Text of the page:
Some readers of a statistical turn of mind may be disappointed to learn that figures as to the value of the annual crops of individual herbs, the acreage devoted to each, the average cost, yield and profit an acre, etc., are not obtainable and that the only way of determining the approximate standing of the various species is the apparent demand for each in the large markets and stores.

Unquestionably the greatest call is for parsley, which is used in restaurants and hotels more extensively as a garnish than any other herb. In this capacity it ranks about equal with watercress and lettuce, which both find their chief uses as salads. As a flavoring agent it is probably less used than sage, but more than any of the other herbs. It is chiefly employed in dressings with mild meats such as chicken, turkey, venison, veal, with baked fish; and for soups, stews, and sauces, especially those used with boiled meats, fish and fricassees of the meats mentioned. Thus it has a wider application than any other of the culinary herbs.

Sage, which is a strongly flavored plant, is used chiefly with such fat meats as pork, goose, duck, and various kinds of game. Large quantities are mixed with sausage meat and, in some countries, with certain kinds of cheese. Throughout the United States it is probably the most frequently called into requisition of all herbs, probably outranking any two of the others, with the exception of parsley.

Garden Hoes of Various Styles
Garden Hoes of Various Styles

Thyme and savory stand about equal, and are chiefly used like parsley, though both, especially the former, are used in certain kinds of sausage. Marjoram, which is similarly employed, comes next, then follow balm, fennel, and basil. These milder herbs are often mixed for much the same reason that certain simple perfumes are blended—to produce a new odor—combinations of herbs resulting in a new compound flavor. Such compounds are utilized in the same way that the elementary herbs are.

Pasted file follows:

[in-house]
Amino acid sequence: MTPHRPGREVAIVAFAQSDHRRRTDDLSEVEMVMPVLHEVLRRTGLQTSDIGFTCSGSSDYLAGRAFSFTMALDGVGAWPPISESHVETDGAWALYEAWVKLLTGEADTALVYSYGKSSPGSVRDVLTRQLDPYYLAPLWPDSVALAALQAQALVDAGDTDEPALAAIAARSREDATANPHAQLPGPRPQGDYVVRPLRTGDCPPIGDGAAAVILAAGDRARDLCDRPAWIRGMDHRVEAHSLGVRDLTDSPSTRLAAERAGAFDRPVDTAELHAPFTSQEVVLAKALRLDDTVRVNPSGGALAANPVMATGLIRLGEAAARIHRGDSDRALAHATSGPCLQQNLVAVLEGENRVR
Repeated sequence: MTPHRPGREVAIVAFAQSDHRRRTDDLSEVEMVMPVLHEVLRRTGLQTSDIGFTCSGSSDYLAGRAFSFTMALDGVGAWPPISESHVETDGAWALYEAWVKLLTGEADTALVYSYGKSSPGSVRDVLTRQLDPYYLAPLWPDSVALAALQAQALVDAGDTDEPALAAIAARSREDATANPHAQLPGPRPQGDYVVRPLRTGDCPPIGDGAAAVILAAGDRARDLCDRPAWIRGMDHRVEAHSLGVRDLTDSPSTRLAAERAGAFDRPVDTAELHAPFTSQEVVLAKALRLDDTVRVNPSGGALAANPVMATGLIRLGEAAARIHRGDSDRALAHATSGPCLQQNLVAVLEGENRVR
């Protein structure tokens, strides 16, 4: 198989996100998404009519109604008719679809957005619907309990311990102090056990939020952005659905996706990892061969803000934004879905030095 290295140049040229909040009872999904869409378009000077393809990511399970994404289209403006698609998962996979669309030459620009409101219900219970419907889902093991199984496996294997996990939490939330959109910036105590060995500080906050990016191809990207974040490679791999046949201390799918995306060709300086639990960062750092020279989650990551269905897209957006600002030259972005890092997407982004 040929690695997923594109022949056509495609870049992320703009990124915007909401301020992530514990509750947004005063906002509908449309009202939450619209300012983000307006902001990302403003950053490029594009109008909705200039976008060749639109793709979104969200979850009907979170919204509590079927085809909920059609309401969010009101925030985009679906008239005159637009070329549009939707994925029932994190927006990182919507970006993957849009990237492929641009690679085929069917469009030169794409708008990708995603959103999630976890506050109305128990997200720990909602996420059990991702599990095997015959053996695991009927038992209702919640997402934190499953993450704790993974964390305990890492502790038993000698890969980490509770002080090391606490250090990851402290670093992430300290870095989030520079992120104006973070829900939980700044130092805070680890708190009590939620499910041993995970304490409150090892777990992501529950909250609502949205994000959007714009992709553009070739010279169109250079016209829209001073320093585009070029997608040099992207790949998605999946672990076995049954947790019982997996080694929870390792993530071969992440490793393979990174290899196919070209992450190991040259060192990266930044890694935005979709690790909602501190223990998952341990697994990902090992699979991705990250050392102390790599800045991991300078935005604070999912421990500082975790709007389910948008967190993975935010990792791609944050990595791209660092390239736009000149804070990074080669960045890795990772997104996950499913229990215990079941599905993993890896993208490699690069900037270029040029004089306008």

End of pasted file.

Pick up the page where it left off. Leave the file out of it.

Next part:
In classes by themselves are tarragon and spearmint, the former of which is chiefly used as a decoction in the flavoring of fish sauces, and the latter as the universal dressing with spring lamb. Mint has also a more convivial use, but this seems more the province of the W. C. T. U. than of this book to discuss.

Dill is probably the most important of the herbs whose seeds, rather than their leaves, are used in flavoring food other than confectionery. It plays its chief role in the pickle barrel. Immense quantities of cucumber pickles flavored principally with dill are used in the restaurants of the larger cities and also by families, the foreign-born citizens and their descendants being the chief consumers. The demand for these pickles is met by the leading pickle manufacturers who prepare special brands, generally according to German recipes, and sell them to the delicatessen and the grocery stores. If they were to rely upon me for business, they would soon go bankrupt. To my palate the dill pickle appeals as almost the acme of disagreeableness.